The posting How to find a gap in knowledge, for my PhD? asks "How to find the gap of knowledge" (denoted by Q in the following). The posting (denoted by R in the following) says, essentially, "don't do it, at least not now". R is not an answer to A, at least logically or linguistically speaking. However, R has apparently been so helpful to the author of Q (denoted by A in the following) such that A marked R as an accepted solution. I guess, this is because R is an answer to a different question, namely, how to start the PhD studies properly, and this different question is, probably, much more important to A. As an answer to "how to start the PhD studies properly", I like R, and do like it a lot. But as an answer to Q, the posting R illogical.

The particular case is exacerbated by the fact that A has shown no wish to reformulate the question such that it actually fits his or her real question (here: how to start working towards a PhD) rather than the issue formally written in Q.

There is an inadequacy of the pair "question - answer" here. I am sure that such inadequacies pop up every once in a while. Not sure how the community should address these pairs exactly, but being aware of these issues or addressing them would probably raise the quality of the site.

| |
  • 3
    For that question, each field has a different answer, and that is an answer, at least for some fields. For instance, if a student asked me how to find a gap of knowledge in my field (metrology), I'd tell them that, as "newbie", they wouldn't be able to find a workable gap within 4-5 years, well beyond any reasonable time allotted for the PhD (because after you find the gap, you would need other 3-4 years to fill it). So, the answer for my field would be: "It's the advisor that tells you which gap you'll work on". – Massimo Ortolano Nov 7 '17 at 19:44
  • 1
    I guess (accepted-answer) would be a suitable tag for this question. (Not enough rep to edit, so I am suggesting this in a comment instead.) – Martin Nov 9 '17 at 15:22
  • 1
    R is not an answer to A, at least logically or linguistically speaking — Yes, it is! "How do you learn to juggle three balls?" "First, put down two of the balls and learn to throw one of them." "But I want to juggle three balls!" "Yes, and the right way to do that is to put two of them down." – JeffE Nov 9 '17 at 21:29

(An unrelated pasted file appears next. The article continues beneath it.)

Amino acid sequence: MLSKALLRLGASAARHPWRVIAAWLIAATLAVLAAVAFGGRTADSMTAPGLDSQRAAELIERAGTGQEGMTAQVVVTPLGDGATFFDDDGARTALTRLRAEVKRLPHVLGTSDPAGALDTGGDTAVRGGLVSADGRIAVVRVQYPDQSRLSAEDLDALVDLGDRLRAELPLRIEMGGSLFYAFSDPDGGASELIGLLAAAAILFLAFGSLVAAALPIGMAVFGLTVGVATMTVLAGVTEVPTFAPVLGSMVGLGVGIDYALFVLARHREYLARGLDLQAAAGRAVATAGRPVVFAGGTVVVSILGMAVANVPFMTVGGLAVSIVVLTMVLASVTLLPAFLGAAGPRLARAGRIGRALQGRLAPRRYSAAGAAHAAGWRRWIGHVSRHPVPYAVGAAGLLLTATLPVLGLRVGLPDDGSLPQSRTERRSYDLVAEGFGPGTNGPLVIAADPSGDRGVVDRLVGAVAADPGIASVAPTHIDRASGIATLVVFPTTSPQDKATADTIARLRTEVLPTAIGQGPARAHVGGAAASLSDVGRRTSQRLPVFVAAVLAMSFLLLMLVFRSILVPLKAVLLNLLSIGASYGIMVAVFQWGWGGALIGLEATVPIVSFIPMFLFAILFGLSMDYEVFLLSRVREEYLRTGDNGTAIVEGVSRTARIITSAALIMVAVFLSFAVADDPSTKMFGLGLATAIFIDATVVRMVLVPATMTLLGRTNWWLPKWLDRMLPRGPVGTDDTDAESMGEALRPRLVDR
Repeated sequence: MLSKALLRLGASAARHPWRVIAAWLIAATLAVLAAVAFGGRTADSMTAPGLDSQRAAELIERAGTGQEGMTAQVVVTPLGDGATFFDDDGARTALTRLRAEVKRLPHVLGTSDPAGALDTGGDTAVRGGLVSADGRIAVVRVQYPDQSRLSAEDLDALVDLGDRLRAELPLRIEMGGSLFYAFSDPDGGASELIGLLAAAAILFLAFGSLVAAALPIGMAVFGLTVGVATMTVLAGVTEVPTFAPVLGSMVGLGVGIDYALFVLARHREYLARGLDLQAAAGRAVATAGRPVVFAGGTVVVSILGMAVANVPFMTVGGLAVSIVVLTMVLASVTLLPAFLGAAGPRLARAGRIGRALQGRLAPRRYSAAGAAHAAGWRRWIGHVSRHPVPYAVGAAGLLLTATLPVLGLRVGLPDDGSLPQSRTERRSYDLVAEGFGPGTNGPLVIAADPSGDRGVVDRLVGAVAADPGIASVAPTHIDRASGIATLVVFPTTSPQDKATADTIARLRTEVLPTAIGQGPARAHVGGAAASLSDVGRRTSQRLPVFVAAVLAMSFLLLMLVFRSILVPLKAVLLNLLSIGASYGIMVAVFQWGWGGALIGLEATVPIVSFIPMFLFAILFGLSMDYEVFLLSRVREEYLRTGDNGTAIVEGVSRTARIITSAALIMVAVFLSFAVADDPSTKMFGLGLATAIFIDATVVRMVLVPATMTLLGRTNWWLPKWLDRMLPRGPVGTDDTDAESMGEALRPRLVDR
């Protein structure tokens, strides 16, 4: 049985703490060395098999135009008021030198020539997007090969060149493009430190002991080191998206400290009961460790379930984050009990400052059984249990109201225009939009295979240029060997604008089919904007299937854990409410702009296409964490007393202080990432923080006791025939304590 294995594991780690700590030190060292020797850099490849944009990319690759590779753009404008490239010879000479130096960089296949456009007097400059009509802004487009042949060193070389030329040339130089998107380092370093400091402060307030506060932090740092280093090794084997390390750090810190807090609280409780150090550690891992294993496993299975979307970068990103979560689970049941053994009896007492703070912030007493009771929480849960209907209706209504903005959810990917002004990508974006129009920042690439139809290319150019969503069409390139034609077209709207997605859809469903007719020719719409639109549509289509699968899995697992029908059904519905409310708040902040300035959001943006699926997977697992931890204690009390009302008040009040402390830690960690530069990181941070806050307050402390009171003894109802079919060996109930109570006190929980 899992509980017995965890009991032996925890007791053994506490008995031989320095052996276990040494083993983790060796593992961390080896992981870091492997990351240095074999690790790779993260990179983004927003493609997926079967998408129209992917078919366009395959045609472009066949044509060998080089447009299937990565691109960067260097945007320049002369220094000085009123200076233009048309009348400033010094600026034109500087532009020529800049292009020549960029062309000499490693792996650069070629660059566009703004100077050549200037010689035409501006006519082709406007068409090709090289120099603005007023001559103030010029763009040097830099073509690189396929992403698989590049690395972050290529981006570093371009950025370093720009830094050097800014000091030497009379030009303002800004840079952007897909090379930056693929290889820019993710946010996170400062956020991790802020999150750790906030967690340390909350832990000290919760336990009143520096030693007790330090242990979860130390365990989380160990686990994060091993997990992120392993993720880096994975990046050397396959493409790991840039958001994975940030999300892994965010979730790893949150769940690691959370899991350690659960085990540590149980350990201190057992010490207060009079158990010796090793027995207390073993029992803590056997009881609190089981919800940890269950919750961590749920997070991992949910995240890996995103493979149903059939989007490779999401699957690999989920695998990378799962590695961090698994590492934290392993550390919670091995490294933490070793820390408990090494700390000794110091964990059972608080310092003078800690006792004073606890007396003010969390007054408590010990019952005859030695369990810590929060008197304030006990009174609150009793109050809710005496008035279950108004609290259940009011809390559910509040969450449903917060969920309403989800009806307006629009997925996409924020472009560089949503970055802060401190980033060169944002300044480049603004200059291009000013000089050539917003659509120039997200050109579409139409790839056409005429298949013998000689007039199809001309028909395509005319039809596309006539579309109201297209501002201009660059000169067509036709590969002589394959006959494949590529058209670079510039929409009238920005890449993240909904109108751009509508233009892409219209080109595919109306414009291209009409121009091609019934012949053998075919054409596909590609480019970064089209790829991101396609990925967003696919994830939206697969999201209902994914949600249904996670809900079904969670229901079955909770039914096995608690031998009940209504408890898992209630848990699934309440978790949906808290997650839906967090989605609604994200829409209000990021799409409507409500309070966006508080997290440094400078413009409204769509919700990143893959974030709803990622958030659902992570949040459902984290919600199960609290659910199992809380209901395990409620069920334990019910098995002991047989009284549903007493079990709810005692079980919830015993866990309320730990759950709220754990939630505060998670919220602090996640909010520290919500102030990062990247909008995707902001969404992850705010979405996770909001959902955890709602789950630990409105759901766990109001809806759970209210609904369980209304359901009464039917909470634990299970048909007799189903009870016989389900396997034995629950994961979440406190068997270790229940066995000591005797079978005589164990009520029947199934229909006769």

Only the original poster can accept an answer, and that’s not something the community can change. It may be a flaw, but that’s the way the system is set up.

| |

There has to be some room for analyzing why the questioner asked the question they did, and maybe indicate some less-than-ideal steps along the way that lead to the question. Sometimes our preconceptions/naivety/received wisdom lead us to ask the wrong question. (See also the XY Problem - the questioner's real question here is clearly how to pick a research subject.) In that case, being told about the misconceptions behind the question is often more important than getting your question answered: the fact that the original poster marked this as the accepted answer is a strong indication that it was actually the most useful to them.

Taking some kind of action against this type of answer would reduce the overall value of the site, IMO.

| |
  • 2
    Why should we care...? I don't know about you, but I'm here because I want to help people. Sometimes, taking the question at face value is not the most helpful thing. Imagine someone asks "Why does santa give nicer gifts to children of rich parents than to children of poor parents?", are we not allowed to raise the point that santa does not exist because it questions the assumptions of the explicitly stated question? – nengel Nov 13 '17 at 3:51
  • And not reformulating the question is not bad either: there will surely be future students making the same confusion, who will look for this formulation, and be able to follow the arguments questioning the question. Erasing all trace of the process will make it opaque to future readers. – nengel Nov 13 '17 at 3:55

You must log in to answer this question.